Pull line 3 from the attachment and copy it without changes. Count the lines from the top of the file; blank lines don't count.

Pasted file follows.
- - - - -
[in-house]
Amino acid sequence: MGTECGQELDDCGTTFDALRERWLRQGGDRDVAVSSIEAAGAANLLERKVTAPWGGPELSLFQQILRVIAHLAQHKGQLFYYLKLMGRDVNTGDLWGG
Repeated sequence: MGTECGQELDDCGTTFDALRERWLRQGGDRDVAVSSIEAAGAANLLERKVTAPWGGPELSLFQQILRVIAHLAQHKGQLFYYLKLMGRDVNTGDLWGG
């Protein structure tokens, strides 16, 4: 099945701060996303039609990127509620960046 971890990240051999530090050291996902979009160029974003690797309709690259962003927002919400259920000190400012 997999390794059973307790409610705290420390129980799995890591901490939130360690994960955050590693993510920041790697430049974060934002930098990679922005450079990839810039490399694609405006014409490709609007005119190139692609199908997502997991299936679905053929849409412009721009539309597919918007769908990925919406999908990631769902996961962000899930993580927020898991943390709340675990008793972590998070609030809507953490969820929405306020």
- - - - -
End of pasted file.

Repeated sequence: MGTECGQELDDCGTTFDALRERWLRQGGDRDVAVSSIEAAGAANLLERKVTAPWGGPELSLFQQILRVIAHLAQHKGQLFYYLKLMGRDVNTGDLWGG